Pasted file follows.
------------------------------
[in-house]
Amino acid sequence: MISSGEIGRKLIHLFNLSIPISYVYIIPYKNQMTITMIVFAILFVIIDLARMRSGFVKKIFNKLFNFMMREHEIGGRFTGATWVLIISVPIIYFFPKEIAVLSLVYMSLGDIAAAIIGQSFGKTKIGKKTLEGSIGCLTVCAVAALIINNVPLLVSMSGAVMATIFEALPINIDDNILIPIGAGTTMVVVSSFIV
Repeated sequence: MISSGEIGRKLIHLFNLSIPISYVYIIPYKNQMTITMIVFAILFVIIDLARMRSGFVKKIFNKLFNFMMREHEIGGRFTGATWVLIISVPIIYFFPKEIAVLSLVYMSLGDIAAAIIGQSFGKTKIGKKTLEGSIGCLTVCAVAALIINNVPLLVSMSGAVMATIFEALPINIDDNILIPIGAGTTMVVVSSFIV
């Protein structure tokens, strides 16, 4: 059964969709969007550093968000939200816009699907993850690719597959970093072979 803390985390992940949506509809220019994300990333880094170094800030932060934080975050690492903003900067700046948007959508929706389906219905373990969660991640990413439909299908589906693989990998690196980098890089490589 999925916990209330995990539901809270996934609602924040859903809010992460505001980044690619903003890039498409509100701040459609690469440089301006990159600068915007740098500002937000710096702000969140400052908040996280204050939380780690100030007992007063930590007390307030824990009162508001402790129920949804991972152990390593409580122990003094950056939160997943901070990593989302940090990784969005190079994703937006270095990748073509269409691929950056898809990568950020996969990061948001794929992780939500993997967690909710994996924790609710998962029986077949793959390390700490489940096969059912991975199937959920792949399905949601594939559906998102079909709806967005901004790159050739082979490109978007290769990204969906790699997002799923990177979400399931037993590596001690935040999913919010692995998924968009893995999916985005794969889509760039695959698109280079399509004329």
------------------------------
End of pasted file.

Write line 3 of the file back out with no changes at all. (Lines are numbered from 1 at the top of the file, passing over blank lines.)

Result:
Repeated sequence: MISSGEIGRKLIHLFNLSIPISYVYIIPYKNQMTITMIVFAILFVIIDLARMRSGFVKKIFNKLFNFMMREHEIGGRFTGATWVLIISVPIIYFFPKEIAVLSLVYMSLGDIAAAIIGQSFGKTKIGKKTLEGSIGCLTVCAVAALIINNVPLLVSMSGAVMATIFEALPINIDDNILIPIGAGTTMVVVSSFIV